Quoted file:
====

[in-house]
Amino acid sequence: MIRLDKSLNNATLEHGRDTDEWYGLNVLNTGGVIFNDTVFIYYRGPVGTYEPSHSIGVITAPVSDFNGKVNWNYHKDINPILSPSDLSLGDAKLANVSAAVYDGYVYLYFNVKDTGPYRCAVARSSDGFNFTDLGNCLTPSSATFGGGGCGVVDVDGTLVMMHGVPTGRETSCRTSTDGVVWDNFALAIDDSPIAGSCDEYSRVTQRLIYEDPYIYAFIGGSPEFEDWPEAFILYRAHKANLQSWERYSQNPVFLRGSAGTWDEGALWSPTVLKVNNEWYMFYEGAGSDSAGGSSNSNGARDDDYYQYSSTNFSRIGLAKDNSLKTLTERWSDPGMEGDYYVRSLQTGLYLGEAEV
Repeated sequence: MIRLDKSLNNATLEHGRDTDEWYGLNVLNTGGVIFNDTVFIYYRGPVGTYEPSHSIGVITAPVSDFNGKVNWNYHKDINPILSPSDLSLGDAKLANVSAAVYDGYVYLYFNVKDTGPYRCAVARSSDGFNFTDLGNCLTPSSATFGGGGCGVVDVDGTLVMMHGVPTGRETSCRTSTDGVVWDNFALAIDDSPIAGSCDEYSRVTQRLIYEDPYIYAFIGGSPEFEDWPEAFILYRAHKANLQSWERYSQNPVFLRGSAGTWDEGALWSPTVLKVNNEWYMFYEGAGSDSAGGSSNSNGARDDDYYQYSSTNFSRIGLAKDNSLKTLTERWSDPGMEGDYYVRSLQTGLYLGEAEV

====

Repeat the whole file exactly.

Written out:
[in-house]
Amino acid sequence: MIRLDKSLNNATLEHGRDTDEWYGLNVLNTGGVIFNDTVFIYYRGPVGTYEPSHSIGVITAPVSDFNGKVNWNYHKDINPILSPSDLSLGDAKLANVSAAVYDGYVYLYFNVKDTGPYRCAVARSSDGFNFTDLGNCLTPSSATFGGGGCGVVDVDGTLVMMHGVPTGRETSCRTSTDGVVWDNFALAIDDSPIAGSCDEYSRVTQRLIYEDPYIYAFIGGSPEFEDWPEAFILYRAHKANLQSWERYSQNPVFLRGSAGTWDEGALWSPTVLKVNNEWYMFYEGAGSDSAGGSSNSNGARDDDYYQYSSTNFSRIGLAKDNSLKTLTERWSDPGMEGDYYVRSLQTGLYLGEAEV
Repeated sequence: MIRLDKSLNNATLEHGRDTDEWYGLNVLNTGGVIFNDTVFIYYRGPVGTYEPSHSIGVITAPVSDFNGKVNWNYHKDINPILSPSDLSLGDAKLANVSAAVYDGYVYLYFNVKDTGPYRCAVARSSDGFNFTDLGNCLTPSSATFGGGGCGVVDVDGTLVMMHGVPTGRETSCRTSTDGVVWDNFALAIDDSPIAGSCDEYSRVTQRLIYEDPYIYAFIGGSPEFEDWPEAFILYRAHKANLQSWERYSQNPVFLRGSAGTWDEGALWSPTVLKVNNEWYMFYEGAGSDSAGGSSNSNGARDDDYYQYSSTNFSRIGLAKDNSLKTLTERWSDPGMEGDYYVRSLQTGLYLGEAEV